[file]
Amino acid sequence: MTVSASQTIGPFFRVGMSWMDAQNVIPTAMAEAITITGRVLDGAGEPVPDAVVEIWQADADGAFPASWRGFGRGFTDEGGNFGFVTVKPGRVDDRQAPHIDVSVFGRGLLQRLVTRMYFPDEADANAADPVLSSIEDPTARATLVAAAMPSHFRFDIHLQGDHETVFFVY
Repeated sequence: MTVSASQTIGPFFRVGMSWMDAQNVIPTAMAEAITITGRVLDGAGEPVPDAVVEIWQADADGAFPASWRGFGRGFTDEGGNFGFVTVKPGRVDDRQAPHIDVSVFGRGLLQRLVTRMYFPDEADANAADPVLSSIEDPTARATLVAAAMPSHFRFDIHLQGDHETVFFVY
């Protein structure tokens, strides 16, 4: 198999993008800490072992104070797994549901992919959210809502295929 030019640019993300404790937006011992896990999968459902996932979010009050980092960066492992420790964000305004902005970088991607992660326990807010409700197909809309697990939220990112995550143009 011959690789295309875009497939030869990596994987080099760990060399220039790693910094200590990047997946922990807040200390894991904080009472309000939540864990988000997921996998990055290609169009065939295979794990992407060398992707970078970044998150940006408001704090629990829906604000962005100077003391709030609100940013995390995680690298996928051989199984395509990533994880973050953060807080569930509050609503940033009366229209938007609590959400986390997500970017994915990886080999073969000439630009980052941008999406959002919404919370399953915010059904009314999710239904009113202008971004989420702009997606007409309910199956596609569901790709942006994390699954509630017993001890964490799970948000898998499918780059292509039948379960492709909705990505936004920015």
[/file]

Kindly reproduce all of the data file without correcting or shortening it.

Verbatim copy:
Amino acid sequence: MTVSASQTIGPFFRVGMSWMDAQNVIPTAMAEAITITGRVLDGAGEPVPDAVVEIWQADADGAFPASWRGFGRGFTDEGGNFGFVTVKPGRVDDRQAPHIDVSVFGRGLLQRLVTRMYFPDEADANAADPVLSSIEDPTARATLVAAAMPSHFRFDIHLQGDHETVFFVY
Repeated sequence: MTVSASQTIGPFFRVGMSWMDAQNVIPTAMAEAITITGRVLDGAGEPVPDAVVEIWQADADGAFPASWRGFGRGFTDEGGNFGFVTVKPGRVDDRQAPHIDVSVFGRGLLQRLVTRMYFPDEADANAADPVLSSIEDPTARATLVAAAMPSHFRFDIHLQGDHETVFFVY
């Protein structure tokens, strides 16, 4: 198999993008800490072992104070797994549901992919959210809502295929 030019640019993300404790937006011992896990999968459902996932979010009050980092960066492992420790964000305004902005970088991607992660326990807010409700197909809309697990939220990112995550143009 011959690789295309875009497939030869990596994987080099760990060399220039790693910094200590990047997946922990807040200390894991904080009472309000939540864990988000997921996998990055290609169009065939295979794990992407060398992707970078970044998150940006408001704090629990829906604000962005100077003391709030609100940013995390995680690298996928051989199984395509990533994880973050953060807080569930509050609503940033009366229209938007609590959400986390997500970017994915990886080999073969000439630009980052941008999406959002919404919370399953915010059904009314999710239904009113202008971004989420702009997606007409309910199956596609569901790709942006994390699954509630017993001890964490799970948000898998499918780059292509039948379960492709909705990505936004920015």